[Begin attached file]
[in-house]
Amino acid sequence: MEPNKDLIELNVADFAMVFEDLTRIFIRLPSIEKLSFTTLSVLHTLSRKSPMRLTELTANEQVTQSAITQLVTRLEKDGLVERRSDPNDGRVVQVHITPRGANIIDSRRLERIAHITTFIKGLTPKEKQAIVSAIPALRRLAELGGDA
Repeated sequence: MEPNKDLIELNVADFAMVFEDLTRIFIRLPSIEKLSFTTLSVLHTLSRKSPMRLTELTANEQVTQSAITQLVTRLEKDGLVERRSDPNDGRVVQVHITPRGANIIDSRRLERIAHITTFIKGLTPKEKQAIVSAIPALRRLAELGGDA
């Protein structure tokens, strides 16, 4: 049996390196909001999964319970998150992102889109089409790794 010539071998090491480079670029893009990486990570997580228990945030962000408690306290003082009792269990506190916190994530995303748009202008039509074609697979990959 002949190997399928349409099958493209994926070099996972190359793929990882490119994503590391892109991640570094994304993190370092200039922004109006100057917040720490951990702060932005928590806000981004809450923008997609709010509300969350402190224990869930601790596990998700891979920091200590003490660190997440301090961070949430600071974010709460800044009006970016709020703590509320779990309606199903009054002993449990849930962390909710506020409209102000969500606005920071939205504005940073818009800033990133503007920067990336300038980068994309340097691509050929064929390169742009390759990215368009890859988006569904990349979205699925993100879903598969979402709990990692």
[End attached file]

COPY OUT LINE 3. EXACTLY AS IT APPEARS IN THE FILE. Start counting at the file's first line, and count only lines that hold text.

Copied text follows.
Repeated sequence: MEPNKDLIELNVADFAMVFEDLTRIFIRLPSIEKLSFTTLSVLHTLSRKSPMRLTELTANEQVTQSAITQLVTRLEKDGLVERRSDPNDGRVVQVHITPRGANIIDSRRLERIAHITTFIKGLTPKEKQAIVSAIPALRRLAELGGDA